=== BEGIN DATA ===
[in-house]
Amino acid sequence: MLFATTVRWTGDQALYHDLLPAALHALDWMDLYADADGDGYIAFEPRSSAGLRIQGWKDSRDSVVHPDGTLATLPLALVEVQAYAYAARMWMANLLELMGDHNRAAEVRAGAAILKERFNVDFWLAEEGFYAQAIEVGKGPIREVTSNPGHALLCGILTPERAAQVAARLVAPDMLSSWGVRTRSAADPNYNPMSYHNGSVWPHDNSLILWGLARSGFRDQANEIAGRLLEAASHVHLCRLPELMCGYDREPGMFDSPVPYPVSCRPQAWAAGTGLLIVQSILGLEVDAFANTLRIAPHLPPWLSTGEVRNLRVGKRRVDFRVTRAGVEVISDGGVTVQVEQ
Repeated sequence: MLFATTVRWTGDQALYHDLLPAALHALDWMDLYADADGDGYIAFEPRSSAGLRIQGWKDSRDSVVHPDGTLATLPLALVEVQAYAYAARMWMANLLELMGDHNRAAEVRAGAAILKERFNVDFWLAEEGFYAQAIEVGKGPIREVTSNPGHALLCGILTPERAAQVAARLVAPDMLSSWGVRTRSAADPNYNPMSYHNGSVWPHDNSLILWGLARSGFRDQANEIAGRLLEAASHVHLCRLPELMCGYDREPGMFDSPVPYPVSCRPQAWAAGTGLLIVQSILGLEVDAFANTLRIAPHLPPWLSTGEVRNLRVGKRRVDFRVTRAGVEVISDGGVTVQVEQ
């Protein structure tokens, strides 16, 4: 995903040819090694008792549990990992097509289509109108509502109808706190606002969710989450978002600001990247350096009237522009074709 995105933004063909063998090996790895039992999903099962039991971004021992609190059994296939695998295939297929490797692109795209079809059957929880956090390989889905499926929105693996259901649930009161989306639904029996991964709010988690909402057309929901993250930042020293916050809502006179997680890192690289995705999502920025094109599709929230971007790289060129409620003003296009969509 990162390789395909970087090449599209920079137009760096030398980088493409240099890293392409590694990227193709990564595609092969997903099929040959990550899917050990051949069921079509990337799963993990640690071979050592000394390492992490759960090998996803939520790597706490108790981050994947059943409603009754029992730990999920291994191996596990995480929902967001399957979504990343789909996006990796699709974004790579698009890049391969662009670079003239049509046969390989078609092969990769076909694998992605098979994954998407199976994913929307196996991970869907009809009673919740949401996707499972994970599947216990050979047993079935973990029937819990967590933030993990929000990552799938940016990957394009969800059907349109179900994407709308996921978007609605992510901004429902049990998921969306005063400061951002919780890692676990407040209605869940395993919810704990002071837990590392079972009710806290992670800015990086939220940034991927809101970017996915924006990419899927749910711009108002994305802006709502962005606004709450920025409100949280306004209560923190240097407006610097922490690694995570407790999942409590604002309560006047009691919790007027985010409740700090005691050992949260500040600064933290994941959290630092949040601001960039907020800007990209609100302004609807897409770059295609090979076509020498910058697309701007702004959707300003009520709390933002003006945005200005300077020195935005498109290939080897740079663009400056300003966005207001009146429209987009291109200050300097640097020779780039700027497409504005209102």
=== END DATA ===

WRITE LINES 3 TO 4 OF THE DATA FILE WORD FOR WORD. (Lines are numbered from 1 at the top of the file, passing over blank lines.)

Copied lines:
Repeated sequence: MLFATTVRWTGDQALYHDLLPAALHALDWMDLYADADGDGYIAFEPRSSAGLRIQGWKDSRDSVVHPDGTLATLPLALVEVQAYAYAARMWMANLLELMGDHNRAAEVRAGAAILKERFNVDFWLAEEGFYAQAIEVGKGPIREVTSNPGHALLCGILTPERAAQVAARLVAPDMLSSWGVRTRSAADPNYNPMSYHNGSVWPHDNSLILWGLARSGFRDQANEIAGRLLEAASHVHLCRLPELMCGYDREPGMFDSPVPYPVSCRPQAWAAGTGLLIVQSILGLEVDAFANTLRIAPHLPPWLSTGEVRNLRVGKRRVDFRVTRAGVEVISDGGVTVQVEQ
């Protein structure tokens, strides 16, 4: 995903040819090694008792549990990992097509289509109108509502109808706190606002969710989450978002600001990247350096009237522009074709 995105933004063909063998090996790895039992999903099962039991971004021992609190059994296939695998295939297929490797692109795209079809059957929880956090390989889905499926929105693996259901649930009161989306639904029996991964709010988690909402057309929901993250930042020293916050809502006179997680890192690289995705999502920025094109599709929230971007790289060129409620003003296009969509 990162390789395909970087090449599209920079137009760096030398980088493409240099890293392409590694990227193709990564595609092969997903099929040959990550899917050990051949069921079509990337799963993990640690071979050592000394390492992490759960090998996803939520790597706490108790981050994947059943409603009754029992730990999920291994191996596990995480929902967001399957979504990343789909996006990796699709974004790579698009890049391969662009670079003239049509046969390989078609092969990769076909694998992605098979994954998407199976994913929307196996991970869907009809009673919740949401996707499972994970599947216990050979047993079935973990029937819990967590933030993990929000990552799938940016990957394009969800059907349109179900994407709308996921978007609605992510901004429902049990998921969306005063400061951002919780890692676990407040209605869940395993919810704990002071837990590392079972009710806290992670800015990086939220940034991927809101970017996915924006990419899927749910711009108002994305802006709502962005606004709450920025409100949280306004209560923190240097407006610097922490690694995570407790999942409590604002309560006047009691919790007027985010409740700090005691050992949260500040600064933290994941959290630092949040601001960039907020800007990209609100302004609807897409770059295609090979076509020498910058697309701007702004959707300003009520709390933002003006945005200005300077020195935005498109290939080897740079663009400056300003966005207001009146429209987009291109200050300097640097020779780039700027497409504005209102």